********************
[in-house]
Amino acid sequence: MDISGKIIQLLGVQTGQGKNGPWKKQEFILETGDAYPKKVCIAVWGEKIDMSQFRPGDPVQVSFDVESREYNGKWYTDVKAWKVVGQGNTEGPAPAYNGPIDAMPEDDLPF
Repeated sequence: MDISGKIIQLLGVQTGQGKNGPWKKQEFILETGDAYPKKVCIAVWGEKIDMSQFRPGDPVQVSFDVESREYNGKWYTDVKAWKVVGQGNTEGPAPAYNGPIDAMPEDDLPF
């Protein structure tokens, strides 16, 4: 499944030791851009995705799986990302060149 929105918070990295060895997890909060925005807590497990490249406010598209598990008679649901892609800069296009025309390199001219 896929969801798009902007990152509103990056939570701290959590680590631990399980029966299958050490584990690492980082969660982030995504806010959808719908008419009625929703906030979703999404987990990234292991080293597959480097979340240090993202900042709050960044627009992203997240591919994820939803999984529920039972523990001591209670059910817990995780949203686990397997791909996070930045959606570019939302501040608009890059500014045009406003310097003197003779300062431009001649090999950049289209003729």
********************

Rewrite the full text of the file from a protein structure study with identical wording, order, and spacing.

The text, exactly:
[in-house]
Amino acid sequence: MDISGKIIQLLGVQTGQGKNGPWKKQEFILETGDAYPKKVCIAVWGEKIDMSQFRPGDPVQVSFDVESREYNGKWYTDVKAWKVVGQGNTEGPAPAYNGPIDAMPEDDLPF
Repeated sequence: MDISGKIIQLLGVQTGQGKNGPWKKQEFILETGDAYPKKVCIAVWGEKIDMSQFRPGDPVQVSFDVESREYNGKWYTDVKAWKVVGQGNTEGPAPAYNGPIDAMPEDDLPF
């Protein structure tokens, strides 16, 4: 499944030791851009995705799986990302060149 929105918070990295060895997890909060925005807590497990490249406010598209598990008679649901892609800069296009025309390199001219 896929969801798009902007990152509103990056939570701290959590680590631990399980029966299958050490584990690492980082969660982030995504806010959808719908008419009625929703906030979703999404987990990234292991080293597959480097979340240090993202900042709050960044627009992203997240591919994820939803999984529920039972523990001591209670059910817990995780949203686990397997791909996070930045959606570019939302501040608009890059500014045009406003310097003197003779300062431009001649090999950049289209003729």